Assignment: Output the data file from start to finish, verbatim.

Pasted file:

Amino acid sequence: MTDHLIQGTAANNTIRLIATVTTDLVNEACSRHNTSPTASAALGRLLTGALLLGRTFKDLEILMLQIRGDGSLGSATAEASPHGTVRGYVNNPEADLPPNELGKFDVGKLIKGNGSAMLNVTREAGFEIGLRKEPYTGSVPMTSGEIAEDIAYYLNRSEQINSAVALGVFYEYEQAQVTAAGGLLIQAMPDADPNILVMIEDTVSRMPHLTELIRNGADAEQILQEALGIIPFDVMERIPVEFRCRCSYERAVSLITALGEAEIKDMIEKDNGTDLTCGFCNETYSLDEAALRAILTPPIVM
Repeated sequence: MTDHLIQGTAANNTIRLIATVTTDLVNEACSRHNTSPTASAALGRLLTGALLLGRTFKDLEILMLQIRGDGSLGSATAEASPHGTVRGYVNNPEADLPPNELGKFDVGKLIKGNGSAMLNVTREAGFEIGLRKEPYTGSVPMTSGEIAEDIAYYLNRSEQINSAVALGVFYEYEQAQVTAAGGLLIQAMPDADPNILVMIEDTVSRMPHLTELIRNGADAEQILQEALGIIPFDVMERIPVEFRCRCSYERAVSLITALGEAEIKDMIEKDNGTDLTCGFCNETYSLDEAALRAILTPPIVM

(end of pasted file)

Amino acid sequence: MTDHLIQGTAANNTIRLIATVTTDLVNEACSRHNTSPTASAALGRLLTGALLLGRTFKDLEILMLQIRGDGSLGSATAEASPHGTVRGYVNNPEADLPPNELGKFDVGKLIKGNGSAMLNVTREAGFEIGLRKEPYTGSVPMTSGEIAEDIAYYLNRSEQINSAVALGVFYEYEQAQVTAAGGLLIQAMPDADPNILVMIEDTVSRMPHLTELIRNGADAEQILQEALGIIPFDVMERIPVEFRCRCSYERAVSLITALGEAEIKDMIEKDNGTDLTCGFCNETYSLDEAALRAILTPPIVM
Repeated sequence: MTDHLIQGTAANNTIRLIATVTTDLVNEACSRHNTSPTASAALGRLLTGALLLGRTFKDLEILMLQIRGDGSLGSATAEASPHGTVRGYVNNPEADLPPNELGKFDVGKLIKGNGSAMLNVTREAGFEIGLRKEPYTGSVPMTSGEIAEDIAYYLNRSEQINSAVALGVFYEYEQAQVTAAGGLLIQAMPDADPNILVMIEDTVSRMPHLTELIRNGADAEQILQEALGIIPFDVMERIPVEFRCRCSYERAVSLITALGEAEIKDMIEKDNGTDLTCGFCNETYSLDEAALRAILTPPIVM